Intro: Wooden Toy Treehouse
Since I have four children, I know a thing or two about toys. The toy wooden treehouse that I'm going to show you how to make here has stood the test of time in my home and is often used in place of the more expensive toy environments (houses, hangouts, castles, etc.) that we've bought over the years.
For those who see this and aren't interested in building one yourself, you can pick one up from from my Etsy store.
For the rest of you, you'll need the following materials:
- A sheet of 1/2" MDF board (but pretty much any kind of wood will do)
- A wooden dowel or two (I used two different thicknesses, but it's not necessary)
- Wood Glue or Gorilla Glue
- Some wooden dowels
- A few stems from plastic plants (completely optional)
Now, it's time to get started...
Step 1: Make a Plan
Here, you'll need to establish the number of layers you're going to include with your treehouse and the scale of the treehouse. Will you be using it with G.I. Joes or Star Wars figures? Stuffed animals? For us, our primary goal was a home for some Calico Critters, so each level is about 5" tall. Still, it works pretty great for G.I. Joes as well.
First, I drew out a small thumbnail image of how I wanted to the pieces to fit together, then I created an overhead perspective where I shaped each layer. Since it was just a sketch, it wasn't full size, but it gave me an idea of how I wanted everything to work together.
Once you've finalized your plan, begin drawing out your plan on your wood.
Now, it's time to cut things out!
Step 2: Cut That Out!
Now that the plan is established and drawn out on our wood, we can start cutting out the pieces.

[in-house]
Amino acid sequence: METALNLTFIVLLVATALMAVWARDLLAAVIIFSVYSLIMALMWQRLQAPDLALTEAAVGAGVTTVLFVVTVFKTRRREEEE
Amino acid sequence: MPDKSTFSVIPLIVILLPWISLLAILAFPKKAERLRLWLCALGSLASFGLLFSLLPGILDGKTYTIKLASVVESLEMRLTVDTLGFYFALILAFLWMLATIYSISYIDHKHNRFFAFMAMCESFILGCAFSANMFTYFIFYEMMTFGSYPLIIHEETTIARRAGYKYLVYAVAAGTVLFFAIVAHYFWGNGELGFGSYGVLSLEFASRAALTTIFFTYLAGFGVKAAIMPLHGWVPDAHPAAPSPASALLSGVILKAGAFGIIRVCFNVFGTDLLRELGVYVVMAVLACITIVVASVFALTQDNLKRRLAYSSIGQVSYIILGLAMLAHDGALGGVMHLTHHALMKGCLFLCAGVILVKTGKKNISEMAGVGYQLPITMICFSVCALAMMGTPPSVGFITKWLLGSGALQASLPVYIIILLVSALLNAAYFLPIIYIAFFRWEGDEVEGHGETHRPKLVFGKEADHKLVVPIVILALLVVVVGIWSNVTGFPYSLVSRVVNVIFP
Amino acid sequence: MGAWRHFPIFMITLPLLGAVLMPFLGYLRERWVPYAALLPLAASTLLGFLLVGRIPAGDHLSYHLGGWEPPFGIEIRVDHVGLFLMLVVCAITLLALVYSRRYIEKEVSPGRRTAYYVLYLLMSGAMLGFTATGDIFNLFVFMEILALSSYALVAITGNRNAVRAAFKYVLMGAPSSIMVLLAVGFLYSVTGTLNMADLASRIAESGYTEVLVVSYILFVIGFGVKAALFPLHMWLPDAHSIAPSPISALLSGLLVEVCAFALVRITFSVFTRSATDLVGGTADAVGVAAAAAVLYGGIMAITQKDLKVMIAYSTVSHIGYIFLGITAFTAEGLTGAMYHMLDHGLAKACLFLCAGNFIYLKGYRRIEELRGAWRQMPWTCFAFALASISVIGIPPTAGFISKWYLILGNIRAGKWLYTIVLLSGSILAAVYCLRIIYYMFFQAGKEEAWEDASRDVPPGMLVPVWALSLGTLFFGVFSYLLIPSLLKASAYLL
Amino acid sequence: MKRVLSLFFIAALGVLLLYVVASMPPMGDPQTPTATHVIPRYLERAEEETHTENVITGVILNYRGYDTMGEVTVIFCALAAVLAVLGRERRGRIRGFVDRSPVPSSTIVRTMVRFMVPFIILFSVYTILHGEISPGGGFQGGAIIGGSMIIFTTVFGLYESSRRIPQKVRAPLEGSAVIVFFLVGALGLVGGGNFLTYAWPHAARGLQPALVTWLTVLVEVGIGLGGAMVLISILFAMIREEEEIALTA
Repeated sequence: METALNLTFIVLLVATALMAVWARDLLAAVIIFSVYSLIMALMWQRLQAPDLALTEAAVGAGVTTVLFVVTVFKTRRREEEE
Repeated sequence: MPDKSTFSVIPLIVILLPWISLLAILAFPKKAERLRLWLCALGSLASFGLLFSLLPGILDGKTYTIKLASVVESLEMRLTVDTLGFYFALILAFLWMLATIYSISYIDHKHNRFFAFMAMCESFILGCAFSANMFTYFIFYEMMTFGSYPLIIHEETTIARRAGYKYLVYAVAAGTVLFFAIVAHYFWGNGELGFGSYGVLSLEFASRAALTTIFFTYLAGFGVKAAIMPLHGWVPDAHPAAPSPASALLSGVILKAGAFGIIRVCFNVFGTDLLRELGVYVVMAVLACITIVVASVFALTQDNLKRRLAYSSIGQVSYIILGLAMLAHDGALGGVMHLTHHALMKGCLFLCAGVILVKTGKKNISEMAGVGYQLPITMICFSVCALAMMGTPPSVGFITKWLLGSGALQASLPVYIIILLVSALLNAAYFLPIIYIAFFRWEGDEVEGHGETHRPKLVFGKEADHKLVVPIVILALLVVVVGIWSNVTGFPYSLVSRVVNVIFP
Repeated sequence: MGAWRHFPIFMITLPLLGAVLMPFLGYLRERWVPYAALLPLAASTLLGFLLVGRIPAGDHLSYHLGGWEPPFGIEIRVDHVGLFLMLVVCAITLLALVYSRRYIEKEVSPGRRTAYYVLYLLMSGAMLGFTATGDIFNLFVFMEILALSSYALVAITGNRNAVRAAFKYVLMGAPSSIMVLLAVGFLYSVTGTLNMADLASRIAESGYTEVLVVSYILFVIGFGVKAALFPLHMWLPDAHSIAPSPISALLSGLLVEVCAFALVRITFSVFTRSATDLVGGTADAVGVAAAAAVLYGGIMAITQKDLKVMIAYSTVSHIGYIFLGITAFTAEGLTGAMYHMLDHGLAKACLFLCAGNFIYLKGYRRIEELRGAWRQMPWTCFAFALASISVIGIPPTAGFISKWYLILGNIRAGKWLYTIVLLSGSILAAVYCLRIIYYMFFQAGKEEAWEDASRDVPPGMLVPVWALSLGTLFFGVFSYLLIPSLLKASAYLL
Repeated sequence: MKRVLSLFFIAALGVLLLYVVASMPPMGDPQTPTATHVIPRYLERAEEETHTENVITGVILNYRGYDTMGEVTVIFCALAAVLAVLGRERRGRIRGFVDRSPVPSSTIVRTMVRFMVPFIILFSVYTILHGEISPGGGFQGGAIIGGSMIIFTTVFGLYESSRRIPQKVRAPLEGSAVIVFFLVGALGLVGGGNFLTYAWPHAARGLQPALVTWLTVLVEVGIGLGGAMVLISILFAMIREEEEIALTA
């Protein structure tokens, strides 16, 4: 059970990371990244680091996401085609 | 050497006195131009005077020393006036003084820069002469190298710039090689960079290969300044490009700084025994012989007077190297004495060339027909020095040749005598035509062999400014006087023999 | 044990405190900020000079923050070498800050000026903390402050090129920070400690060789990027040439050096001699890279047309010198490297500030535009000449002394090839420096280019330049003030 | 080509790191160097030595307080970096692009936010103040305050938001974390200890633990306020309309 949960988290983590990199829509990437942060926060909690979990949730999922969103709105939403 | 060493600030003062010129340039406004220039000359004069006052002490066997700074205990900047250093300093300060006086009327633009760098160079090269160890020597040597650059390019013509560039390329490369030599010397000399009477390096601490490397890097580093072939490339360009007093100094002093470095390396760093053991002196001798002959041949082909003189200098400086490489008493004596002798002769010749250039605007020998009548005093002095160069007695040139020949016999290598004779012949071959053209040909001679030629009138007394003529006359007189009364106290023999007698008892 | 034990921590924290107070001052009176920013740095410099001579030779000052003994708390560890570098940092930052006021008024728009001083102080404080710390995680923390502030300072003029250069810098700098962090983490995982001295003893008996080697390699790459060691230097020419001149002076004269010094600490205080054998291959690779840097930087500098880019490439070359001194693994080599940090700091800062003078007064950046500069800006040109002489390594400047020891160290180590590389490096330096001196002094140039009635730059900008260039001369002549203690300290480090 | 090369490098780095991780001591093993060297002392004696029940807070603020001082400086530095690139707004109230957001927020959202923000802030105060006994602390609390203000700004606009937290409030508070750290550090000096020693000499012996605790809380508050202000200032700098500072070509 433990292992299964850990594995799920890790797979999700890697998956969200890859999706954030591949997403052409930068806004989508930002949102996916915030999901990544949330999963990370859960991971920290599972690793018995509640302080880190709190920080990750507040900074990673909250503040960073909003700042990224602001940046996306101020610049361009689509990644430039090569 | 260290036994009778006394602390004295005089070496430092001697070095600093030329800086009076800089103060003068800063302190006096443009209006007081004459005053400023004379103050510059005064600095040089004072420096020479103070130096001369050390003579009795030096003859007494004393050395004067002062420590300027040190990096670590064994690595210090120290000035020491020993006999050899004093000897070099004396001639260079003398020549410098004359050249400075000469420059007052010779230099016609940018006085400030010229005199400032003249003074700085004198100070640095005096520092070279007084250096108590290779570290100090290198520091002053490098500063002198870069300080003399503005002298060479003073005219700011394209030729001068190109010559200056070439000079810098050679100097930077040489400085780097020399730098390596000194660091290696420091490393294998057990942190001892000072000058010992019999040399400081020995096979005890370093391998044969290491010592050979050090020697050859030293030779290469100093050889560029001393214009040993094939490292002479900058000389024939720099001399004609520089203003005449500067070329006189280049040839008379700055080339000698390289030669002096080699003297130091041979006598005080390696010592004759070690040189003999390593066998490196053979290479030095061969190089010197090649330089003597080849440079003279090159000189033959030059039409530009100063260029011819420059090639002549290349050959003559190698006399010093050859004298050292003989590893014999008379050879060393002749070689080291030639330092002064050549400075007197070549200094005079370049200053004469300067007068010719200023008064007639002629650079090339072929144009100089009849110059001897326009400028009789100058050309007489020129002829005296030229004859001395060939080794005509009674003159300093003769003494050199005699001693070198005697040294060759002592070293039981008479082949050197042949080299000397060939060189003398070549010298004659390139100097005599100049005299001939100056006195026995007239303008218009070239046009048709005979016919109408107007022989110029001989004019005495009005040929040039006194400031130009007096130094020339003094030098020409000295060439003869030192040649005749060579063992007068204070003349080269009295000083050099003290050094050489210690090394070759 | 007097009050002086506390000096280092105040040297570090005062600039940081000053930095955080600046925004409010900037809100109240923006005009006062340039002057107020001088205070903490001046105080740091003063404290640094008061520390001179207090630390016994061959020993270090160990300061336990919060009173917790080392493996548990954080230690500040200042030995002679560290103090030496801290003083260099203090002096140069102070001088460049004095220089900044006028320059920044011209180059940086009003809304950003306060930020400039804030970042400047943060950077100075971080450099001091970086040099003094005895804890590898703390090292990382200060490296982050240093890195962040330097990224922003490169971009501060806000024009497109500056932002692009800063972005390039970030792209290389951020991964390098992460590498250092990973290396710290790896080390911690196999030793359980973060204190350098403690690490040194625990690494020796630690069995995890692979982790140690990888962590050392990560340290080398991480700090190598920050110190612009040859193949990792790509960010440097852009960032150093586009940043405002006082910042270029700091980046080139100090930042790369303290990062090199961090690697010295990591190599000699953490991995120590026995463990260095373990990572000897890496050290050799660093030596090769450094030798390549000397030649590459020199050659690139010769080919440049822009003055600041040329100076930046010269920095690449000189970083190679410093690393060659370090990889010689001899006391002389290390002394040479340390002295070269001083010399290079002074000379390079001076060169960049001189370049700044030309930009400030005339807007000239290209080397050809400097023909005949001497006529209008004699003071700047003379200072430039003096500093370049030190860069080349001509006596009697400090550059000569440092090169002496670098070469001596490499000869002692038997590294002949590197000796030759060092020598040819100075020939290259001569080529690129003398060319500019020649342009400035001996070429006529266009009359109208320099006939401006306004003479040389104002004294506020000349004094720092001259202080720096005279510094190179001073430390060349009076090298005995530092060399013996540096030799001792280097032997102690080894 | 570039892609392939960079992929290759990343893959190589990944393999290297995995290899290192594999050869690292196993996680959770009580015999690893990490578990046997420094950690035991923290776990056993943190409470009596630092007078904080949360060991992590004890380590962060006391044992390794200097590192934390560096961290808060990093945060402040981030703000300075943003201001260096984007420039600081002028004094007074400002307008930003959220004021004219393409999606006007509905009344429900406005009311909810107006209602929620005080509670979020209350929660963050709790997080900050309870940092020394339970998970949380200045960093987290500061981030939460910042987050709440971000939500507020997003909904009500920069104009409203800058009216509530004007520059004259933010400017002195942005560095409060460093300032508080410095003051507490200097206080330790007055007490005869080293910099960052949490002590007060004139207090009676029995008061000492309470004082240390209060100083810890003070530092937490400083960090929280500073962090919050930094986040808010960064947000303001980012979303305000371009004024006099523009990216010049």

I used a reciprocating saw to cut out each piece and then sanded each with my orbital sander, rounding off the edges.
Once this is done, it's time to cut the upright pieces. I would cut a few and then put things together so that I could measure for the missing pieces. You can see that because of the way I staggered the platforms, some of the pieces are longer than others.
Now that things are cut, it's time to prepare for gluing.
Step 3: Get It Together!
Did I mention that I have four children? Well, since I wanted this to last for longer than a week, I knew that was going to need to reinforce the connections using dowel rods. If you have a drill press and a dowel jig, lucky you - it's going to make setting these dowels straight into the larger dowels and wooden bases much easier. For the rest of us, you'll need to do your best to drill these holes straight so that things will fit together well. If it's not perfectly straight, that's not really a problem (this is a tree, you know), but it will need to be close.
As you go along, fit things together. It will both be an encouragement to you and help to make sure everything is fitting together correctly.
Next, it's time to glue!
Using clamps, it's time to glue each piece and clamp things together while you wait for the glue to cure.
Side note: You'll notice that I was working in the living room instead of in my cold garage. I believe this happened only because I was letting my wife sleep in, and she didn't know I was using some potentially destructive Gorilla Glue over our carpet. Oops. Not recommended.
Once you've completed your hard work, it's time to play!
Step 4: Playtime!
Time to let the kids do their thing! Good work!
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If you don't have the tools or the time to make it, you can buy one on my Etsy store.
* You'll notice that the raw wood is a perfect match for these Calico Critters and their play sets.